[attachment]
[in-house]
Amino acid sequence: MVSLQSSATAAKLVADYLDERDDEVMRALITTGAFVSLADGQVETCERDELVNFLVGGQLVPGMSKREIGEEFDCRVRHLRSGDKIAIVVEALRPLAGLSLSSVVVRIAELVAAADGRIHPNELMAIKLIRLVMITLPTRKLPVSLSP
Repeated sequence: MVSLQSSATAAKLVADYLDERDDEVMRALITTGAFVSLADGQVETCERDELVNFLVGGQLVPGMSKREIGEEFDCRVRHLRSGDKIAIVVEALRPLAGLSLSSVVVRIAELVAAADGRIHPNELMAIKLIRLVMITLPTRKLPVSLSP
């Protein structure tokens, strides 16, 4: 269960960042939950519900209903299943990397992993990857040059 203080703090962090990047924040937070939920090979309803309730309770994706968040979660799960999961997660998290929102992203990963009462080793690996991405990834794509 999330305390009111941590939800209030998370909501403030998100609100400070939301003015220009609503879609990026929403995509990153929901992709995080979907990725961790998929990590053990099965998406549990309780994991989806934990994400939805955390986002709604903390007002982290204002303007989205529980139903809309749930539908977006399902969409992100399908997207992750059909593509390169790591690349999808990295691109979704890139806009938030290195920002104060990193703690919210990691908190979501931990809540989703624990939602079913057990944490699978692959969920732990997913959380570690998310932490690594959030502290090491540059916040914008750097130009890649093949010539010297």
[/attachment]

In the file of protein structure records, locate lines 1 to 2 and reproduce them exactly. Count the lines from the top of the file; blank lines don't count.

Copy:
[in-house]
Amino acid sequence: MVSLQSSATAAKLVADYLDERDDEVMRALITTGAFVSLADGQVETCERDELVNFLVGGQLVPGMSKREIGEEFDCRVRHLRSGDKIAIVVEALRPLAGLSLSSVVVRIAELVAAADGRIHPNELMAIKLIRLVMITLPTRKLPVSLSP